Issue 
A&A
Volume 497, Number 3, April III 2009



Page(s)  963  971  
Section  Astronomical instrumentation  
DOI  https://doi.org/10.1051/00046361/200810306  
Published online  05 March 2009 
An efficient phaseshifting scheme for bolometric additive interferometry
R. Charlassier  J.Ch. Hamilton  É. Bréelle  A. Ghribi  Y. GiraudHéraud  J. Kaplan  M. Piat  D. Prêle
APC, Université Denis DiderotParis 7, CNRS/IN2P3, CEA, Observatoire de Paris, 10 rue A. Domon & L. Duquet, 75205 Paris Cedex 13, France
Received 2 June 2008 / Accepted 30 January 2009
Abstract
Context. Most upcoming CMB polarization experiments will use direct imaging to search for primordial gravitational waves through the Bmodes. Bolometric interferometry is an appealing alternative to direct imaging that combines the advantages of interferometry in terms of systematic effects handling and those of bolometric detectors in terms of sensitivity.
Aims. We calculate the signal from a bolometric interferometer in order to investigate its sensitivity to the Stokes parameters paying particular attention to the choice of the phase shifting scheme applied to the input channels in order to modulate the signal.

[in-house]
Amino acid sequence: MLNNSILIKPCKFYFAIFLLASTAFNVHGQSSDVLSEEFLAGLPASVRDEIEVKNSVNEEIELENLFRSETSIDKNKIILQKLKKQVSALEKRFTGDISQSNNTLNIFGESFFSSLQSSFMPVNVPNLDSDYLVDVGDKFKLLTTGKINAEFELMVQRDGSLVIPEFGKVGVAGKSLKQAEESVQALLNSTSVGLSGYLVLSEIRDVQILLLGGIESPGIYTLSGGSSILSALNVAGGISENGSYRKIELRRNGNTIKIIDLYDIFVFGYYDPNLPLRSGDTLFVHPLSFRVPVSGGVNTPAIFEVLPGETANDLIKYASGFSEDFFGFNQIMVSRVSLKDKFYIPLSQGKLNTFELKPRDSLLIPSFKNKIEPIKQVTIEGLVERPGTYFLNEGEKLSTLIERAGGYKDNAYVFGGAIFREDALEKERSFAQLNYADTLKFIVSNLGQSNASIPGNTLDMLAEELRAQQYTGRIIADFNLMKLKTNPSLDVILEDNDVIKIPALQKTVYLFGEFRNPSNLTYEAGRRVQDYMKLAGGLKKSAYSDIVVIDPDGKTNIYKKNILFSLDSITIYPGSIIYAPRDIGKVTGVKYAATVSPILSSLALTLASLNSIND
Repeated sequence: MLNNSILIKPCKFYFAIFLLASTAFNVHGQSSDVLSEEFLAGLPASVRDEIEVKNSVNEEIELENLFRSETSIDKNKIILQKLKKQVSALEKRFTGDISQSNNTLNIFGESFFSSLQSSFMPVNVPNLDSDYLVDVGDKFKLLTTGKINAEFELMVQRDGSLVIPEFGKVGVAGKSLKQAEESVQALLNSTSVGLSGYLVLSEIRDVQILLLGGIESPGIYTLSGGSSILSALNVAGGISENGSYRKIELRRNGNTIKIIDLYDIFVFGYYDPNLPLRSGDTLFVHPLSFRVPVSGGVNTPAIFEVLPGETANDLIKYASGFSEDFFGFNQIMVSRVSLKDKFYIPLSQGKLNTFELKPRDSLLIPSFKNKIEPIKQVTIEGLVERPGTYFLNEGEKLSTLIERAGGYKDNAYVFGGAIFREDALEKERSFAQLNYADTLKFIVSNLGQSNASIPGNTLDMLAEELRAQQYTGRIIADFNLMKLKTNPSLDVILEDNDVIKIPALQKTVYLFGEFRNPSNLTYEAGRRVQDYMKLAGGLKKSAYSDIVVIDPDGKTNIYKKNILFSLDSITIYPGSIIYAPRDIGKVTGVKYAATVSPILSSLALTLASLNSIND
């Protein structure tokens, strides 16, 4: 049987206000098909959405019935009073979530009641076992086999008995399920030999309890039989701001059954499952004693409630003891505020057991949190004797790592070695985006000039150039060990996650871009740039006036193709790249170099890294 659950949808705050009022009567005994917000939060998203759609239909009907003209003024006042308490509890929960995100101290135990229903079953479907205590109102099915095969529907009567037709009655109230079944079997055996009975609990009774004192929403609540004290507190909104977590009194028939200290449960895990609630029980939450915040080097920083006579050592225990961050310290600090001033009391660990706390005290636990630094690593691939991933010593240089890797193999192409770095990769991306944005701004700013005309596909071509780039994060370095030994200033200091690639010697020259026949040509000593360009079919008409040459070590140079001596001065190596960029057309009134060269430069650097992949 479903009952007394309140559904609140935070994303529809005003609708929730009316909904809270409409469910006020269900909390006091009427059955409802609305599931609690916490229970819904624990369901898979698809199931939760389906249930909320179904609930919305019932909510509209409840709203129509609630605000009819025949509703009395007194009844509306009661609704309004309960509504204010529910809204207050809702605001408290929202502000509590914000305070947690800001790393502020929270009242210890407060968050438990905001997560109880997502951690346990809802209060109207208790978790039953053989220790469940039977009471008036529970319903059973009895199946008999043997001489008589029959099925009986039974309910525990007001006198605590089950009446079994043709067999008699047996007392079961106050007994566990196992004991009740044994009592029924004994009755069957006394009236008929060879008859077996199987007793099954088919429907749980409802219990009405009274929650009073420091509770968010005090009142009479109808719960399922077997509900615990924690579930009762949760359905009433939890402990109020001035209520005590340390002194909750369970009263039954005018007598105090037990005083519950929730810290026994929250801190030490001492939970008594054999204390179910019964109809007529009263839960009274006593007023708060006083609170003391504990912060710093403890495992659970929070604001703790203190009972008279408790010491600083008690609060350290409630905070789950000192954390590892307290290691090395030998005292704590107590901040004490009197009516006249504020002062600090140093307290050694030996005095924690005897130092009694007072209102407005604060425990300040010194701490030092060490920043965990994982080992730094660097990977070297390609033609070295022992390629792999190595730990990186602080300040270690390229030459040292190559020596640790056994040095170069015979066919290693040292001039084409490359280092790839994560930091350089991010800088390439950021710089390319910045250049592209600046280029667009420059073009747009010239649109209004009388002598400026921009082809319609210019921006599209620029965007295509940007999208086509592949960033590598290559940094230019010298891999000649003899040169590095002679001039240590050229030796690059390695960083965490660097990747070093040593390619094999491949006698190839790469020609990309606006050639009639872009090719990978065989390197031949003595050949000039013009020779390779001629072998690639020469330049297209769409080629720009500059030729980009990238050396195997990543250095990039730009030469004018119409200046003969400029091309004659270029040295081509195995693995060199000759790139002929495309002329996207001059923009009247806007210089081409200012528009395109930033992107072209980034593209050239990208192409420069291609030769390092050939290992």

Methods. The signal is expressed as a linear combination of the Stokes parameter visibilities whose coefficients are functions of the phase shifts.
Results. We show that the signal to noise ratio on the reconstructed visibilities can be maximized provided the fact that the phase shifting scheme is chosen in a particular way called ``coherent summation of equivalent baselines''. As a result, a bolometric interferometer is competitive with an imager having the same number of horns, but only if the coherent summation of equivalent baselines is performed. We confirm our calculations using a MonteCarlo simulation. We also discuss the impact of the uncertainties on the relative calibration between bolometers and propose a way to avoid this systematic effect.
Key words: cosmology: cosmic microwave background  techniques: interferometric  methods: data analysis
1 Introduction